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PHOTOS: North Saanich pickleballers head to Oak Bay park for noise tests

Players plan to use the information to persuade North Saanich council to reverse court closure

North Saanich pickleball players are out to prove the game can be made quieter as they seek to reverse the local council’s court closure order.

A contingent of these peninsula pickleballers were down in Oak Bay midday on Wednesday (May 15) measuring the sound in and around the Carnarvon Park courts in hopes they can persuade the North Saanich council that noise mitigation is possible and that the Wain Road courts should be reopened.

“What we’re going to do is we’re going to take some readings with people playing pickleball normally, and then we’re going to take some readings afterwards using some sound mitigation techniques, such as changing the equipment or putting up barriers,” said Jordan Mikkers, a mechanical engineer who took the measurements with a calibrated microphone and computer.

The North Saanich council opted to close the Wain Road courts on April 29, citing noise complaints from neighbours. Mayor Peter Jones said the closure needed to happen immediately due to players harassing and bullying local residents opposed to the courts.

Carnarvon Park has pickleball courts much closer to homes than at Wain Road, but noise mitigation fencing is in place on the residential side.

The first measurements were taken on the park side without the special fencing, at about 50 metres from the courts. At that location the noise was only slightly higher than normal park sound. Mikkers said at this site it got up to 62 decibels, up from about 56 just with ambient park sounds.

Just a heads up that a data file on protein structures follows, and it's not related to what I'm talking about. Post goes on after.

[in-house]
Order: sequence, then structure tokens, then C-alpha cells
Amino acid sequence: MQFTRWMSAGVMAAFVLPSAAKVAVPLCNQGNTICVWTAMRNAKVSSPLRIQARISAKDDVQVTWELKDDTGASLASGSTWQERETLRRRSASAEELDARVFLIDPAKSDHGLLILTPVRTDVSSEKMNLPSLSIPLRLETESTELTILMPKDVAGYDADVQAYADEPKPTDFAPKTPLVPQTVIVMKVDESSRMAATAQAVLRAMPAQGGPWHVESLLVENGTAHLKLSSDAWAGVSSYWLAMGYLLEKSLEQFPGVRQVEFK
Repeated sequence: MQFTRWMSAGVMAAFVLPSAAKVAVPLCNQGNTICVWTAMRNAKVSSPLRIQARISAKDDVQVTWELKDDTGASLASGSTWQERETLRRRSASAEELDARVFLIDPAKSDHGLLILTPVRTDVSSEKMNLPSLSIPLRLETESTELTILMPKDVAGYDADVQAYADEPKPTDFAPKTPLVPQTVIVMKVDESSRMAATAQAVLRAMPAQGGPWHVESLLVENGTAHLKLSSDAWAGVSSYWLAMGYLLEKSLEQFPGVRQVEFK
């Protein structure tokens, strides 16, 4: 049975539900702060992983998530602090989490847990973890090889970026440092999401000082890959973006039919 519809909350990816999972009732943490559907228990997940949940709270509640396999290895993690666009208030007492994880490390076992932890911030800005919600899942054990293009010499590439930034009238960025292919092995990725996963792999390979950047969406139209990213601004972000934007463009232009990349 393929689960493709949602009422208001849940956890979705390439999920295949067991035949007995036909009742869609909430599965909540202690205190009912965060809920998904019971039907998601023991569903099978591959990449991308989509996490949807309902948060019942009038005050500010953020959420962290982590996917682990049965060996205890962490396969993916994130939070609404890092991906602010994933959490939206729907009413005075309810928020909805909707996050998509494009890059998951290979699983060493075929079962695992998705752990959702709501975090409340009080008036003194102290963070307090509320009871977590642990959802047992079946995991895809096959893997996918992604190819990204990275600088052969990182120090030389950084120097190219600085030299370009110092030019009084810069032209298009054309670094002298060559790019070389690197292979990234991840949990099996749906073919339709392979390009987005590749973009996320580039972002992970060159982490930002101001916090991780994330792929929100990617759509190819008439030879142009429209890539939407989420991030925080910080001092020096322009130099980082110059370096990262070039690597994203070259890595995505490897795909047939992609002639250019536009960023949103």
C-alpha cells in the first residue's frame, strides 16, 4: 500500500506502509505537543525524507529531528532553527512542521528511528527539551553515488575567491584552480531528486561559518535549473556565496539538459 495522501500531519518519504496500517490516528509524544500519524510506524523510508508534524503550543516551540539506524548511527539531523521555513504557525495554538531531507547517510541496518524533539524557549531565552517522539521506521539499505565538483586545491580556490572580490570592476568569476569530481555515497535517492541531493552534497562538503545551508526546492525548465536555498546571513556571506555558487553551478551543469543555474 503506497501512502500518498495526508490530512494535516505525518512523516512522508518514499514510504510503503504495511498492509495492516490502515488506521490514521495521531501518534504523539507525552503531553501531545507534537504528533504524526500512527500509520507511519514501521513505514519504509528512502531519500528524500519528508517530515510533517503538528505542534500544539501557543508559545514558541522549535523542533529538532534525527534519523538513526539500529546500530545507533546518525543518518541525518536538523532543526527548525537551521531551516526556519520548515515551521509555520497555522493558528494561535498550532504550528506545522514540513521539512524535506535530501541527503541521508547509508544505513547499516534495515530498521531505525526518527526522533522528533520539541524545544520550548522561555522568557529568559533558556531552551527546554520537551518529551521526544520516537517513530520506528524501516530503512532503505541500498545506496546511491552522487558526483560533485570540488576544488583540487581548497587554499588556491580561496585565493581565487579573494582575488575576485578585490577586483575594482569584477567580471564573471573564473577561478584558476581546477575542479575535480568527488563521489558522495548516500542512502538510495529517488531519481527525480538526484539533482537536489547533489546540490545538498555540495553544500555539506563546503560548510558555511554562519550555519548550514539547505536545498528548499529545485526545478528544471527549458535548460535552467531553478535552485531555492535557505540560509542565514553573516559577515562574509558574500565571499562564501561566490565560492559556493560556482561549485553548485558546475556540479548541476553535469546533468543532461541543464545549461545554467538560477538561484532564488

He also set up his equipment just inside and just outside the court, as well as 50 metres away on the side of the acoustic fencing. Those results were not yet available as of Wednesday afternoon.

Mikkers said that as well as capturing total volume, he is measuring sound in the frequency range that is considered “annoying,” which is between 1,000 and 2,000 hertz. Mikkers said this is the same frequency as a garbage truck’s back-up signal, which is set in that range to get people’s attention.

Mikkers was also involved with the developing the quieter “Owl Paddle” that is being used during the tests.

Using quieter paddles cut the level of these frequencies in half, he said.

Brad Watson, president of the Saanich Peninsula Pickleball Association, said that he has been using the quiet paddles for some time now.

“Love it,” Watson said. “It doesn’t change the game, it just softens everything and it quiets everything.”

Watson also pointed out that in addition to the quiet paddles reducing the “annoying” frequencies, “acoustic fencing” can reduce overall volume in half.

Watson and Mikkers were joined at Carnarvon by over a dozen pickleball players who showed up to be the noise-generating guinea pigs.

Ann Blyth plays at Wain Road regularly, said she hope this effort would put some facts behind the players’ argument that noise can be reduced.

“We want to make sure that the decisions are made based on quantitative data rather than conjecture,” she said. “Having a test where there’s data and we can prove this is what the effects are makes a huge difference, rather than it just being hearsay.”

Watson said he hopes to take the data and create a presentation to share with councillors.

READ MORE: North Saanich mayor says harassment and bullying led to pickleball closure

About the Author: Mark Page

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